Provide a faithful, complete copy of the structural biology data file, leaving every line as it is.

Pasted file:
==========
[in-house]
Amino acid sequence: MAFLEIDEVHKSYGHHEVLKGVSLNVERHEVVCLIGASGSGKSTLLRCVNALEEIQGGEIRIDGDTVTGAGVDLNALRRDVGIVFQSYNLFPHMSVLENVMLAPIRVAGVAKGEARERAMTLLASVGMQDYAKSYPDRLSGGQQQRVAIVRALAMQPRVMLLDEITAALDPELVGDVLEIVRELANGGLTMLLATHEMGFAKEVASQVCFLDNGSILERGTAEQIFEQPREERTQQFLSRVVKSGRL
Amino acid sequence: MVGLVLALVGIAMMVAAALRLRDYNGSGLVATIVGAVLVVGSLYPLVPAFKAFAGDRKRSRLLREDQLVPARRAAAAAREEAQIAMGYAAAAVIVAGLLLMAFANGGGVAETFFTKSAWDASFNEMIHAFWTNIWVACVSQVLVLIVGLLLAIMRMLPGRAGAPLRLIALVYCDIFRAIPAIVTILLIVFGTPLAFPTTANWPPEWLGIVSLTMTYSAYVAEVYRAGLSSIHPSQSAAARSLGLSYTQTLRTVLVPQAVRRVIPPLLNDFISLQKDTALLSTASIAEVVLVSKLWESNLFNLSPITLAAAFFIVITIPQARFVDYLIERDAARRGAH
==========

[in-house]
Amino acid sequence: MAFLEIDEVHKSYGHHEVLKGVSLNVERHEVVCLIGASGSGKSTLLRCVNALEEIQGGEIRIDGDTVTGAGVDLNALRRDVGIVFQSYNLFPHMSVLENVMLAPIRVAGVAKGEARERAMTLLASVGMQDYAKSYPDRLSGGQQQRVAIVRALAMQPRVMLLDEITAALDPELVGDVLEIVRELANGGLTMLLATHEMGFAKEVASQVCFLDNGSILERGTAEQIFEQPREERTQQFLSRVVKSGRL
Amino acid sequence: MVGLVLALVGIAMMVAAALRLRDYNGSGLVATIVGAVLVVGSLYPLVPAFKAFAGDRKRSRLLREDQLVPARRAAAAAREEAQIAMGYAAAAVIVAGLLLMAFANGGGVAETFFTKSAWDASFNEMIHAFWTNIWVACVSQVLVLIVGLLLAIMRMLPGRAGAPLRLIALVYCDIFRAIPAIVTILLIVFGTPLAFPTTANWPPEWLGIVSLTMTYSAYVAEVYRAGLSSIHPSQSAAARSLGLSYTQTLRTVLVPQAVRRVIPPLLNDFISLQKDTALLSTASIAEVVLVSKLWESNLFNLSPITLAAAFFIVITIPQARFVDYLIERDAARRGAH